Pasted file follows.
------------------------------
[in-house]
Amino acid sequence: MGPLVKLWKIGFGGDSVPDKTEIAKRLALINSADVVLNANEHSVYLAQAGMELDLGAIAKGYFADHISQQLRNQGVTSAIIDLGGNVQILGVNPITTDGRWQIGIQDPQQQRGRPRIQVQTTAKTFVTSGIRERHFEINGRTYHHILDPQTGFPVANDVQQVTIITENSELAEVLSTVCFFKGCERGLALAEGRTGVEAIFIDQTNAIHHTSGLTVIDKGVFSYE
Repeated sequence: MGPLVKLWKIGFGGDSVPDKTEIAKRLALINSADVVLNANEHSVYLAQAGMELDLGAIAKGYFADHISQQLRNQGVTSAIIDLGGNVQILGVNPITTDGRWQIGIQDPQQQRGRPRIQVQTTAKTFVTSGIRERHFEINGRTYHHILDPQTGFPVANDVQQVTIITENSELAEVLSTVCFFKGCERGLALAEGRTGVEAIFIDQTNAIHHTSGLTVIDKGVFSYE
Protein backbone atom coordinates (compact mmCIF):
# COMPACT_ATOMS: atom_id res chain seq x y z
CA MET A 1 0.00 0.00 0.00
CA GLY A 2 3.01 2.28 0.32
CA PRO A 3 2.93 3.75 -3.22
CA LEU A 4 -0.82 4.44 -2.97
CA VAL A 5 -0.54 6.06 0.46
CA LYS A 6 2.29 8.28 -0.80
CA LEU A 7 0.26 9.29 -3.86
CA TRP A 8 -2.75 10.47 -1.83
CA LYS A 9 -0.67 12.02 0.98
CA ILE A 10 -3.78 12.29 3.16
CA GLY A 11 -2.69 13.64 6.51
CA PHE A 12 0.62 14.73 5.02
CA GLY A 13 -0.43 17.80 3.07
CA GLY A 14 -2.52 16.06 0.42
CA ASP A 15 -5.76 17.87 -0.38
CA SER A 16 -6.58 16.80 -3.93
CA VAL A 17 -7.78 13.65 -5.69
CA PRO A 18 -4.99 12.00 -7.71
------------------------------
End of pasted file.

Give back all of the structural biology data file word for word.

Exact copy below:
[in-house]
Amino acid sequence: MGPLVKLWKIGFGGDSVPDKTEIAKRLALINSADVVLNANEHSVYLAQAGMELDLGAIAKGYFADHISQQLRNQGVTSAIIDLGGNVQILGVNPITTDGRWQIGIQDPQQQRGRPRIQVQTTAKTFVTSGIRERHFEINGRTYHHILDPQTGFPVANDVQQVTIITENSELAEVLSTVCFFKGCERGLALAEGRTGVEAIFIDQTNAIHHTSGLTVIDKGVFSYE
Repeated sequence: MGPLVKLWKIGFGGDSVPDKTEIAKRLALINSADVVLNANEHSVYLAQAGMELDLGAIAKGYFADHISQQLRNQGVTSAIIDLGGNVQILGVNPITTDGRWQIGIQDPQQQRGRPRIQVQTTAKTFVTSGIRERHFEINGRTYHHILDPQTGFPVANDVQQVTIITENSELAEVLSTVCFFKGCERGLALAEGRTGVEAIFIDQTNAIHHTSGLTVIDKGVFSYE
Protein backbone atom coordinates (compact mmCIF):
# COMPACT_ATOMS: atom_id res chain seq x y z
CA MET A 1 0.00 0.00 0.00
CA GLY A 2 3.01 2.28 0.32
CA PRO A 3 2.93 3.75 -3.22
CA LEU A 4 -0.82 4.44 -2.97
CA VAL A 5 -0.54 6.06 0.46
CA LYS A 6 2.29 8.28 -0.80
CA LEU A 7 0.26 9.29 -3.86
CA TRP A 8 -2.75 10.47 -1.83
CA LYS A 9 -0.67 12.02 0.98
CA ILE A 10 -3.78 12.29 3.16
CA GLY A 11 -2.69 13.64 6.51
CA PHE A 12 0.62 14.73 5.02
CA GLY A 13 -0.43 17.80 3.07
CA GLY A 14 -2.52 16.06 0.42
CA ASP A 15 -5.76 17.87 -0.38
CA SER A 16 -6.58 16.80 -3.93
CA VAL A 17 -7.78 13.65 -5.69
CA PRO A 18 -4.99 12.00 -7.71